Running a One-Person Business
In this post, you’ll find a large collection of hand-picked articles. Offering insights on the pros and cons of running a business on your own vs. hiring staff to help you manage and run your business. But first, let’s go over a few of the issues to consider.
The Pros and Cons of Running a One-Person Business
When it comes to running a business, there are many strategies involved. One of those strategies is whether to run the business on your own or hire employees.
There are some businesses where you’re able to run it all on your own. Then there are those businesses that you won’t have the option, for example, large retail establishments, manufacturing plants, etc.
Below you’ll find a few of the pros and cons related to running a business on your own.
Reduced Operating Expenses
The cost of hiring employees is one of the major factors involved when deciding on hiring.
Hiring an employee at an entry-level position can cost you around $500 per week multiply that by 52 weeks, and you’re well over $26,000. That doesn’t include benefits, payroll tax, insurance, etc.
No Payroll to Deal With:
When you hire an employee, you must deal with payroll taxes as well as other costs involved. When you’re running the business as a sole proprietorship, you don’t have to deal with payroll. When you pay yourself, you’re subtracting from the income of the business.
No Employee Management:
When you have employees, you must manage them. Managing employees takes time and effort. When running the business on your own, the time and effort you put into managing employees can be used for other tasks.
Easier to Run Things Your Way:
Whenever you’re running a business with a large staff and changes come into the workplace, it’s usually challenging to get your team to adapt to the new changes.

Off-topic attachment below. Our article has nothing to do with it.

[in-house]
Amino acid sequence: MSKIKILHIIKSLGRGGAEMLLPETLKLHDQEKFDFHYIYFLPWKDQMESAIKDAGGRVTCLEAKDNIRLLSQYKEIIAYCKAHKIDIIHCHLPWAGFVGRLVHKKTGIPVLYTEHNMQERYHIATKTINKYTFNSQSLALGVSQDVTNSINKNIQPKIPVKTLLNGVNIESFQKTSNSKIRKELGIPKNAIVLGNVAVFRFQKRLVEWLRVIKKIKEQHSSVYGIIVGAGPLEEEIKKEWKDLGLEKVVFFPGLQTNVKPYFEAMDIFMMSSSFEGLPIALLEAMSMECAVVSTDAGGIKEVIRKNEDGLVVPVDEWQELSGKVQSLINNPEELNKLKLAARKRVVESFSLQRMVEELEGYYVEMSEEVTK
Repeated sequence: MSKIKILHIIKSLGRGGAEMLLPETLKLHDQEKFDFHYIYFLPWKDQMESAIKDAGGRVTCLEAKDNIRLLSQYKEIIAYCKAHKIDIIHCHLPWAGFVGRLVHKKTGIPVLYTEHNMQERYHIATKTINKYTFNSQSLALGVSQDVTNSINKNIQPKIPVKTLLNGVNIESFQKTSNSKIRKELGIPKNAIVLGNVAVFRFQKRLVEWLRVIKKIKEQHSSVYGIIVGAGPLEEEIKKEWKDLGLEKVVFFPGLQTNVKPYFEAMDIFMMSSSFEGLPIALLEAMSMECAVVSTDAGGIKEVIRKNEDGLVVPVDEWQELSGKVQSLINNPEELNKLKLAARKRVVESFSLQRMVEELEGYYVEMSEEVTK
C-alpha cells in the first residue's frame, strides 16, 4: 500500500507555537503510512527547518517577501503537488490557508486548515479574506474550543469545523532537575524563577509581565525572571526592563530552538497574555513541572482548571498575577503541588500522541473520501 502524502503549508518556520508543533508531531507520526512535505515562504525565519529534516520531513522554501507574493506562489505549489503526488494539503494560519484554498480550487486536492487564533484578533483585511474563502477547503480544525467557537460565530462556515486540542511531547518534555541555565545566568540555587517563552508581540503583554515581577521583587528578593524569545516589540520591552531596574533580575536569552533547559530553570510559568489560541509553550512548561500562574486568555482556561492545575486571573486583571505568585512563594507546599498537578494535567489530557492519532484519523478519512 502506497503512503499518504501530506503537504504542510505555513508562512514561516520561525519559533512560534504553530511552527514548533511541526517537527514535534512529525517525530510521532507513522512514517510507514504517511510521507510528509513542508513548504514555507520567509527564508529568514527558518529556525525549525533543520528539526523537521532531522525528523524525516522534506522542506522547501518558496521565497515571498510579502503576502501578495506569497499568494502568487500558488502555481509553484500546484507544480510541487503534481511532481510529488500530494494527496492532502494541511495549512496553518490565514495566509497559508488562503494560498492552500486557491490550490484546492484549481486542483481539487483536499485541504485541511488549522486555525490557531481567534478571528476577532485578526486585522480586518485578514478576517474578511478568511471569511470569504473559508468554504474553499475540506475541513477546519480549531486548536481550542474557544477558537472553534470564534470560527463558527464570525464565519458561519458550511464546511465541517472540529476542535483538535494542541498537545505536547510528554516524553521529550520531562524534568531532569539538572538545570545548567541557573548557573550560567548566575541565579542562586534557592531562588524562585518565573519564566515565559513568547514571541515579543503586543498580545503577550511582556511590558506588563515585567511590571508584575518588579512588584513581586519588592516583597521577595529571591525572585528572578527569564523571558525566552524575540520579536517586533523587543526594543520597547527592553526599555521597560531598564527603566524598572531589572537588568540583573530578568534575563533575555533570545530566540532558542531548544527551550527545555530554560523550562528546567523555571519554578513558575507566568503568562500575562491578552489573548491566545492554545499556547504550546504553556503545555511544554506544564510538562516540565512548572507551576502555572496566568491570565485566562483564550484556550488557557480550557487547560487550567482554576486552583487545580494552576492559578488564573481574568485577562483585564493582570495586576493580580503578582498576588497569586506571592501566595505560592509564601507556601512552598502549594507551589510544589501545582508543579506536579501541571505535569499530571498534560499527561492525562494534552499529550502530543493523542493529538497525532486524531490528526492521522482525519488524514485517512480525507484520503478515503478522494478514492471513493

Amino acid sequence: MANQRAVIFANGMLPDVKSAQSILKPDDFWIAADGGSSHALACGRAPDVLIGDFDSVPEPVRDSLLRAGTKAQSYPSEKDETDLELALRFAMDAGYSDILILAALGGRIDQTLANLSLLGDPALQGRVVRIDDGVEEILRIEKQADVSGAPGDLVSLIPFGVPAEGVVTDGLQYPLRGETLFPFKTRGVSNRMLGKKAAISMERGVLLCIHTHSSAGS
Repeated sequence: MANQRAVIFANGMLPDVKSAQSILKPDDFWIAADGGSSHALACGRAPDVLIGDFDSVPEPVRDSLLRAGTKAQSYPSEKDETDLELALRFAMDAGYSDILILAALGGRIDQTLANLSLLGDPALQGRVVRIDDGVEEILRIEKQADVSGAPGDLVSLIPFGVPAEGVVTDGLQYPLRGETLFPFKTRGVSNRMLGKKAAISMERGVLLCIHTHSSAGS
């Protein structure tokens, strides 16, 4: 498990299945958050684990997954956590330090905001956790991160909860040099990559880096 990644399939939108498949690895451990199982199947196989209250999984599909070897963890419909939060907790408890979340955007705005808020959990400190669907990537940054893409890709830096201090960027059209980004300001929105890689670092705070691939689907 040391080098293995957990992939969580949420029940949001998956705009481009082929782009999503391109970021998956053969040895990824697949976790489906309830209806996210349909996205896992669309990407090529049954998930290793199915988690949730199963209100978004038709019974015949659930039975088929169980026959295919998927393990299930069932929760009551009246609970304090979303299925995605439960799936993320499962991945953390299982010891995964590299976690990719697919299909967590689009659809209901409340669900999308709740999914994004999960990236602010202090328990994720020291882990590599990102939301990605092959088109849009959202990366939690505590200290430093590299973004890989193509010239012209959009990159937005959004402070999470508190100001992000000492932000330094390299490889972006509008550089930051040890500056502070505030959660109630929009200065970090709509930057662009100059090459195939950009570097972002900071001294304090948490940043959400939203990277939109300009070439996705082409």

Running a business as a one-person operation allows you to make changes without the time and effort to get your team to adapt.
When Business Is Slow, Less to Worry About:
Business fluctuates; there are slow times and busy times. As a business owner, one of the issues that come to mind when business is slow is the cost of keeping people employed. When revenue is low, you may need to consider layoffs. As a one-person operation during slow times, you don’t have to worry about the extra cost of paying your workforce.
No Time Off:
When you’re the only one running a business, you may find it difficult to take time off. There’s no one there to take over when you need to be away from the business.
Working Longer Hours:
Because you’re the only one running your business, to finish all the necessary tasks. You will probably be working longer hours.
When you’re the only one running your operation, productivity is limited. There’s only so much you can do in a day, especially if you provide a service or produce a product. One person can only produce so much per day. Compare that to having 10 people working, and you would have 10 times the productivity.
When you work with a group of people, you can brainstorm, ask others for their opinion, gather ideas, etc. If you’re the only one working, your creativity is limited to what you have to offer.
A Collection of Resources Related to Running a One-Person Business
For more on the pros and cons of running a business on your own vs. hiring staff, see the resource section below, offering a collection of hand-picked articles from various authors.
Running a One-Person Business
When to Hire Employees for Small Business
How to Hire Employees for Startup
How Much Does Each Employee Cost
One Person Business Ideas
The Latest about Running a One-Person Business
In this section, you’ll be able to stay up to date on the latest related to One-Person Businesses including videos, news, the latest Google search results, what people are tweeting, and more.